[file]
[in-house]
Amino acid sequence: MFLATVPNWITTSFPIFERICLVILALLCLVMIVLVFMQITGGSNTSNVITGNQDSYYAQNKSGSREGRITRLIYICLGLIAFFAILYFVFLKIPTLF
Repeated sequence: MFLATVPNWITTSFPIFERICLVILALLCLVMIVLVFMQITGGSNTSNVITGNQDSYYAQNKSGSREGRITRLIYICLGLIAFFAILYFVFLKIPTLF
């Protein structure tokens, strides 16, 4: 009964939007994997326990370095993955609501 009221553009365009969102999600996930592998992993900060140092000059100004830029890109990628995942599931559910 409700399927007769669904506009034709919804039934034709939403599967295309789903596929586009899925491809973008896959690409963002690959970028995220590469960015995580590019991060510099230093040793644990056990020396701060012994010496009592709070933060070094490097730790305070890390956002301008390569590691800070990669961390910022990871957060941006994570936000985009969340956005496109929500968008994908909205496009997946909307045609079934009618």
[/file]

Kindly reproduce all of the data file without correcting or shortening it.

[in-house]
Amino acid sequence: MFLATVPNWITTSFPIFERICLVILALLCLVMIVLVFMQITGGSNTSNVITGNQDSYYAQNKSGSREGRITRLIYICLGLIAFFAILYFVFLKIPTLF
Repeated sequence: MFLATVPNWITTSFPIFERICLVILALLCLVMIVLVFMQITGGSNTSNVITGNQDSYYAQNKSGSREGRITRLIYICLGLIAFFAILYFVFLKIPTLF
């Protein structure tokens, strides 16, 4: 009964939007994997326990370095993955609501 009221553009365009969102999600996930592998992993900060140092000059100004830029890109990628995942599931559910 409700399927007769669904506009034709919804039934034709939403599967295309789903596929586009899925491809973008896959690409963002690959970028995220590469960015995580590019991060510099230093040793644990056990020396701060012994010496009592709070933060070094490097730790305070890390956002301008390569590691800070990669961390910022990871957060941006994570936000985009969340956005496109929500968008994908909205496009997946909307045609079934009618």